Alaska needs more troopers, and public safety officials are ramping up efforts to fill the positions.
On Wednesday, Alaska State Troopers unveiled a new logo and slogan — “Guardians of the 49th” — aimed at drawing in recruits. The agency also took the rebranding efforts to the Alaska State Fair in Palmer, where on Thursday they showed off two new police vehicles.
The recruitment effort comes in the wake of a 2018 study showing a need for an increase in the trooper workforce. The study — the Detachment Patrol Staffing Study and Description of Dispatched Police Incidents — looked at the B Detachment area between 2009 and 2015, and found that the staffing level was “barely adequate” to meet minimum safety requirements. B Detachment includes part of the Matanuska-Susitna Borough and portions of the Valdez-Cordova Census Area along the Richardson Highway.
The study recommended that B Detachment have a total staff of 71 — including troopers, sergeants, lieutenants and captains. That’s 26 additional troopers, or a 57.8 percent more, than the number of sworn staff in August 2017.
Department of Public Safety Communications Director Jonathon Taylor said the Department of Public Safety is considering doing a staffing study for other four detachment areas to get accurate data on each area’s need, but that the department believed the need for troopers in the other areas matched or was greater than the 57 percent increase required in the Mat-Su detachment.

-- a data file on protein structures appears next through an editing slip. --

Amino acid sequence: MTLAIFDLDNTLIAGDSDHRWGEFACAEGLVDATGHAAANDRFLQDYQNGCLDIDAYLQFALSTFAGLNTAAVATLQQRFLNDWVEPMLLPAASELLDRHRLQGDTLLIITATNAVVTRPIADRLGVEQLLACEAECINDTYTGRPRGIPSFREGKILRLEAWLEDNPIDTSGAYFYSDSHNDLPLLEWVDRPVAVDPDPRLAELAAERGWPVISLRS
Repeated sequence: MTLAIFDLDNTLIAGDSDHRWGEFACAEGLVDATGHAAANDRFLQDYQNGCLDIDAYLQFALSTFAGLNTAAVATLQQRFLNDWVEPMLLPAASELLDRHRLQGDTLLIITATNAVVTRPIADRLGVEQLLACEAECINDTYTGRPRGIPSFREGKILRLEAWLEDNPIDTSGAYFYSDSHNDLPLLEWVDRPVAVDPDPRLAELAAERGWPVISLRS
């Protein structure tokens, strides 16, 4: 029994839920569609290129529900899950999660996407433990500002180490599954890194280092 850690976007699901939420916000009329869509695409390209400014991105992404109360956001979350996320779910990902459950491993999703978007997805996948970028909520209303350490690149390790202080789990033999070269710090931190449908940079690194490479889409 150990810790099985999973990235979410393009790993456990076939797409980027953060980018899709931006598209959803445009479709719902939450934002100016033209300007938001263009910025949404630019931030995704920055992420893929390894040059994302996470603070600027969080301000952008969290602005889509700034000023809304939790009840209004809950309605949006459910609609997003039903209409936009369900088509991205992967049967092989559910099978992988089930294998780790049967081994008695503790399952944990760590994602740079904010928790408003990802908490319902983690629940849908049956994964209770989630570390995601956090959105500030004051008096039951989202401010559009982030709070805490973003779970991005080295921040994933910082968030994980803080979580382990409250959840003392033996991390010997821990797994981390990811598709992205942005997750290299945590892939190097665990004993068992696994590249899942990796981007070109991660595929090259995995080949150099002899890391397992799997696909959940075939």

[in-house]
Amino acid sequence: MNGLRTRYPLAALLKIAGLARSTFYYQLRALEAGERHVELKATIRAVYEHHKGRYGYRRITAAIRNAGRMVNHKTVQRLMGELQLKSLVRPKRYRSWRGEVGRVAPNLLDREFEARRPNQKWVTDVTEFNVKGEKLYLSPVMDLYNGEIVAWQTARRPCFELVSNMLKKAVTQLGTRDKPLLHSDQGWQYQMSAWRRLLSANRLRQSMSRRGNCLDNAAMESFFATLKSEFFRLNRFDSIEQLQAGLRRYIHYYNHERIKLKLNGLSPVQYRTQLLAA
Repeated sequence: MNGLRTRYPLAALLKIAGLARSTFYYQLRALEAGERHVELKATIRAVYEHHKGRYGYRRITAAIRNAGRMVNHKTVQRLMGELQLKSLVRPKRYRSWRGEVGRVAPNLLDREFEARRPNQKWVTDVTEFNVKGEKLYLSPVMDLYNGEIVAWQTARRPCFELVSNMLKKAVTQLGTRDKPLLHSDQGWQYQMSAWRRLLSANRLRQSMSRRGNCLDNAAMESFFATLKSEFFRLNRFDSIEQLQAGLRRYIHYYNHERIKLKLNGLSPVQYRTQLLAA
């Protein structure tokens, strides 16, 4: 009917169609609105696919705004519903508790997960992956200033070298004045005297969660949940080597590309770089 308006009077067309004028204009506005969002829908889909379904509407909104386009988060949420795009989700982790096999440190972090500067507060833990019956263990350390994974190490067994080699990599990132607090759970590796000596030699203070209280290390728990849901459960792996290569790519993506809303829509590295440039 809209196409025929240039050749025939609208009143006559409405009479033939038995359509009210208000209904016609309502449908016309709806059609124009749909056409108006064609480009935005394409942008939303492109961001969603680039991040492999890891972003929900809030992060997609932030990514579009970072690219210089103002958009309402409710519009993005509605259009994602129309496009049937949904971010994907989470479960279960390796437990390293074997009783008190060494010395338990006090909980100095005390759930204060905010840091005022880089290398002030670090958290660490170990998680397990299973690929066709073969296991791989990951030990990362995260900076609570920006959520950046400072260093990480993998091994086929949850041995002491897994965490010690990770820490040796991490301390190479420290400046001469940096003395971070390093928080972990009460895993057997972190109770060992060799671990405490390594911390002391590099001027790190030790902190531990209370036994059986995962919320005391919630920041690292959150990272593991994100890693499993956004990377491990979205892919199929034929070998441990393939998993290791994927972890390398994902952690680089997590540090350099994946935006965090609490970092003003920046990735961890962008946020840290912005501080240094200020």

Statewide, the Department of Public Safety is authorized to maintain a 300-person Alaska State Trooper workforce and 89 Wildlife Troopers, according to an Alaska Department of Public Safety Recruitment and Retention Plan Overview for 2018-2023.
Currently, the state has 337 commissioned troopers, Taylor said.
High retirement rates, lack of statewide fiscal stability and better opportunities elsewhere have all contributed to the decline in trooper numbers, according to the plan overview, which noted that the reduced number of positions and the inability to fully staff all budgeted positions have negatively impacted morale, training and overtime costs.
“The budget climate, reduced resources, inadequate wages and the inability to provide a defined benefits retirement system have placed the department as critically low staffing levels. Low staff and reduced funding is detrimental to the departments ability to effectively deliver core public safety services,” the report said.
According to the report, 33 percent of employees at ranks of trooper, corporal and sergeant and 94 percent of command staff will be eligible to retire within the next five years.
Troopers who have trained and served in Alaska are also highly marketable to other law enforcement agencies, making retention challenging, Taylor said.
“Our troopers are very sought after,” he said.
Along with the branding efforts, troopers have been doing outreach at local job fairs and online and have created a promotional video. Taylor credits the recruitment efforts to increasing the number of academy enrollees from nine last spring to 22 this fall.
Reach Erin Thompson and firstname.lastname@example.org.